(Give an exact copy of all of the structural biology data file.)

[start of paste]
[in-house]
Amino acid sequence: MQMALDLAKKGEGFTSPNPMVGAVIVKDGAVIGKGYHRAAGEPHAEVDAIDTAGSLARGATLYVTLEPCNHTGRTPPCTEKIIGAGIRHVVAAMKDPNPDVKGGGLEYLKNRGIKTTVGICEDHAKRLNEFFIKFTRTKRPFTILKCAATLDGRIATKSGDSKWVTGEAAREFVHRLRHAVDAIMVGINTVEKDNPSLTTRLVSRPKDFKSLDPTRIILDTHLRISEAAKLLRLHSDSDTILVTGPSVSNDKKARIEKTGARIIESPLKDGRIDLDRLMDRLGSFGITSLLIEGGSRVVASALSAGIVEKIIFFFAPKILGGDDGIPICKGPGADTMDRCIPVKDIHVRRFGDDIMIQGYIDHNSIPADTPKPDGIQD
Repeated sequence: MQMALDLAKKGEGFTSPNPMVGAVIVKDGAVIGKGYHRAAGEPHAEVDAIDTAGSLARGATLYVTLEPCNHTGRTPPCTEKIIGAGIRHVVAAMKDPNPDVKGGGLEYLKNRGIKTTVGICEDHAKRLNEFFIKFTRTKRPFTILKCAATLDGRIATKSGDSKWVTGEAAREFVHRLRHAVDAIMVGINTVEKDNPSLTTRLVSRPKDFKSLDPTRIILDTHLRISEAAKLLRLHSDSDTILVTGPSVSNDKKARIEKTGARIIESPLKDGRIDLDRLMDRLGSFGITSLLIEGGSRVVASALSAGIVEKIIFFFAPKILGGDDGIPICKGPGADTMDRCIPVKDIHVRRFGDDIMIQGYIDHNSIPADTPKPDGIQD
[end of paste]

[in-house]
Amino acid sequence: MQMALDLAKKGEGFTSPNPMVGAVIVKDGAVIGKGYHRAAGEPHAEVDAIDTAGSLARGATLYVTLEPCNHTGRTPPCTEKIIGAGIRHVVAAMKDPNPDVKGGGLEYLKNRGIKTTVGICEDHAKRLNEFFIKFTRTKRPFTILKCAATLDGRIATKSGDSKWVTGEAAREFVHRLRHAVDAIMVGINTVEKDNPSLTTRLVSRPKDFKSLDPTRIILDTHLRISEAAKLLRLHSDSDTILVTGPSVSNDKKARIEKTGARIIESPLKDGRIDLDRLMDRLGSFGITSLLIEGGSRVVASALSAGIVEKIIFFFAPKILGGDDGIPICKGPGADTMDRCIPVKDIHVRRFGDDIMIQGYIDHNSIPADTPKPDGIQD
Repeated sequence: MQMALDLAKKGEGFTSPNPMVGAVIVKDGAVIGKGYHRAAGEPHAEVDAIDTAGSLARGATLYVTLEPCNHTGRTPPCTEKIIGAGIRHVVAAMKDPNPDVKGGGLEYLKNRGIKTTVGICEDHAKRLNEFFIKFTRTKRPFTILKCAATLDGRIATKSGDSKWVTGEAAREFVHRLRHAVDAIMVGINTVEKDNPSLTTRLVSRPKDFKSLDPTRIILDTHLRISEAAKLLRLHSDSDTILVTGPSVSNDKKARIEKTGARIIESPLKDGRIDLDRLMDRLGSFGITSLLIEGGSRVVASALSAGIVEKIIFFFAPKILGGDDGIPICKGPGADTMDRCIPVKDIHVRRFGDDIMIQGYIDHNSIPADTPKPDGIQD